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 backdraft on hot water heater
Author: Anonymous User

I just replaced the gas hot water heater. It is 6 inches shorter than the old one so I added 6" of vertical vent pipe (goes to an elbow and then runs to the chimney). It backdrafts (the old one might have too, but I never checked). The furnace right next to it has drafts fine. When I disconnect the 6" vertical vent pipe and the elbow, and check the draft at the mouth of the "horizontal run" (which is about 1/4" pitch) where the elbow attaches the drafting is A-OK telling me that the "horizontal run" is fine? The elbow and 6" piece are not clogged, I can see
all the way through-poke my hand in there, etc.. Any ideas out there? Me and the plumbing inspector are stumped!
Thinking hard in the Twin Cities

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 Re: backdraft on hot water heater
Author: Edward429451 (CO)

How much initial rise do you have (from the draft diverter) to the first elbow? (I like to see at least a foot)

How many BTU's is the waterheater?
What size is the vent connector?
How long is the run? (meaning linear feet from the wh to the vent stack where it goes up.)

Even some properly vented wh's will backdraft (a little) upon startup until the vent is warmed throughout. But it should stop fairly quickly and begin positively drafting.

Can tell more with additional info.

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 Re: backdraft on hot water heater
Author: Edward429451 (CO)

In a lot of cases, wh's are coming through with bigger burners than before and the new code out here (CO) is that if it's 40K BTU's or more it has to have a 4" vent. Any wh will draft better with a 4". Upsizing in a masonry chimney is easy with a hammer & morter patch.

Forgot to ask how many elbows also. And what's its source of combustion air? Closet? open basement? Small mech room turned towards the wall? Solid doors / louvered?

Many things to consider.

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 Re: backdraft on hot water heater
Author: Dunbar (KY)

Flue draw cannot be gauged by visual inspection alone.


A draft gauge is used to determine F.P.M.'s (Feet Per Minute).


Minimum allowable draw off of any water heating device is 300 fpm's. A good operating water heater pulls anywhere from 500 to 850 fpm's.



When initially checking the draft on a water heater, you must wait 5 minutes before checking with the water heater running.


Sometimes the water heater will not draw until the flue pipe or brick chase warms up to allow proper draw.



If the water heater is in a closed and confined area with no fresh air intake for the water heater and furnace, this could be another reason for the problem you are in.

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 More info: backdraft on hot water heater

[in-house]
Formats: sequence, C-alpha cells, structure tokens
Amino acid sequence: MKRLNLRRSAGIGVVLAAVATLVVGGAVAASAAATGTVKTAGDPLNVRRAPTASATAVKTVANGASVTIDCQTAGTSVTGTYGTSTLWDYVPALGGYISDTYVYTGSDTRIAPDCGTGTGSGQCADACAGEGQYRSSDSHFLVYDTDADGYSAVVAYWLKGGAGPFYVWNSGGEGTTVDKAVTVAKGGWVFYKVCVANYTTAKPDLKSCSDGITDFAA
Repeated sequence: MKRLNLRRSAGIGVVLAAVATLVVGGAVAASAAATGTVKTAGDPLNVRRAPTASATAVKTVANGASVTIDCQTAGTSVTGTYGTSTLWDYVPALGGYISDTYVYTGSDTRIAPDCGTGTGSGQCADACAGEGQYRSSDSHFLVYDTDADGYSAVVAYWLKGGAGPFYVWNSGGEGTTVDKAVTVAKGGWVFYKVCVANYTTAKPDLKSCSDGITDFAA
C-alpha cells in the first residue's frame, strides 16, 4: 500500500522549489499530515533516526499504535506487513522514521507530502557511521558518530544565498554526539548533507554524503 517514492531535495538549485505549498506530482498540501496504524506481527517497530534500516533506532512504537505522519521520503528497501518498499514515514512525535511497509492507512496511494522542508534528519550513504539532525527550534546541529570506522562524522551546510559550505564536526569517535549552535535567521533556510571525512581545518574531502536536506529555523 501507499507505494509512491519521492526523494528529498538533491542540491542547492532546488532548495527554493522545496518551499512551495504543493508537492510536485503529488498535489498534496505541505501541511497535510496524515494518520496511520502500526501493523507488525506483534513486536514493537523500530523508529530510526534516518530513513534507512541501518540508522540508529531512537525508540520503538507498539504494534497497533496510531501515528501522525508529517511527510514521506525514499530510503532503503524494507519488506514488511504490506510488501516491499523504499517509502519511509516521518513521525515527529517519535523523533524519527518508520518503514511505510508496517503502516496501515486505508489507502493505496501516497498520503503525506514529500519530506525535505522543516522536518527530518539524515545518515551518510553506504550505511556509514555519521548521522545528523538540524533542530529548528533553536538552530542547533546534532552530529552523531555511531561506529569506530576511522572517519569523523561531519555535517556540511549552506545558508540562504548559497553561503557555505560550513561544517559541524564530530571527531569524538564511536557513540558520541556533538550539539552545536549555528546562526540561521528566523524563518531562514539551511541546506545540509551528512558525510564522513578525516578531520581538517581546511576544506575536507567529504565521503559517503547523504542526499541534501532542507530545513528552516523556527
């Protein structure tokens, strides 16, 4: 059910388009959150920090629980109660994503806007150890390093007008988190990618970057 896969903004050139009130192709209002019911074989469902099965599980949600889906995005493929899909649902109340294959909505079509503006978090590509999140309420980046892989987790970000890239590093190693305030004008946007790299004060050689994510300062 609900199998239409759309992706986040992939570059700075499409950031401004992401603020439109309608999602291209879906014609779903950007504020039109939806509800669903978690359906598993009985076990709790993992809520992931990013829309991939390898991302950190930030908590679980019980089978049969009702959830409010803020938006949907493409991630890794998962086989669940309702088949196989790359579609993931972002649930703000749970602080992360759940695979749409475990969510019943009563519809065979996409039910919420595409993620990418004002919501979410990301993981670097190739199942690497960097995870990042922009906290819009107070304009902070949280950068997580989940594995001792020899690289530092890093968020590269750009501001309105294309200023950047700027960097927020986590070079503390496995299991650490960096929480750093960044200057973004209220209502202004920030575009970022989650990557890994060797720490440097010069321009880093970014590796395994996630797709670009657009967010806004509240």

Author: Anonymous User

Here is more info. 36K btu unit in an open basement next to the furnace. 4" vent pipe, 6" initial vertical rise (after the vent hood) to a 90 degree elbow, then 3 feet horizontal to an "S" bend (combo 90 & 60 bends) where it feeds into furnace vent (5 or 6";) which proceeds 1 foot to chimney. Furnace vents fine in all scenario's (running or not, or when hw running or not).
The tech support said needs to run 12" vertical or more and then recommends a softer bend than 90 (45 to straight to 45).
Any other thoughts?

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 Re: More info: backdraft on hot water heater
Author: Dunbar (KY)

You need to call a licensed plumber. You seem not to grasp the seriousness of your situation, and a expert is needed to correct your problem.


There are many possibilities involved, and a trained eye is needed.

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 Re: backdraft on hot water heater
Author: Anonymous User

It's time to call a Licensed Plumber mpls-diyer. I had a call a few months ago, 4th plumber called for the problem, 3 year old home (very tight home), owner had a commercial grade vent install for his viking stove and wondered why the pilot kept blowing out on his water heater.It was the first thing I saw walking into the house, problem solved even before I set foot in the mechanical room.

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 Re: backdraft on hot water heater
Author: Edward429451 (CO)

<Any other thoughts?>

What other thoughts? It needs revented. Get rid of the "S". Have a pro come in and upgrade the vent to what the manufacturer told you.

Carbon monoxide is deadly. Don't put your family's safety in jeapordy tryin to save a few bucks.

Maybe this is a good time to have the furnace and water heater completely revented from draft hoods to chimney top with a reliner kit. It's not that big of a job. Let us know what you wind up doing.



Post Edited

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 Re: Thanks again!
Author: Anonymous User

Thanks everyone. 1914 home, quite drafty. FYI it vents fine with out the draft hood (such that vertical rise is stabilized 1-2" directly over the exhaust port (I have been checking it hourly). Seems like needs reventing and am much happier having a plumber do this than ending up dead. Just didn't know if it was a something simple that was being overlooked. Thanks again.

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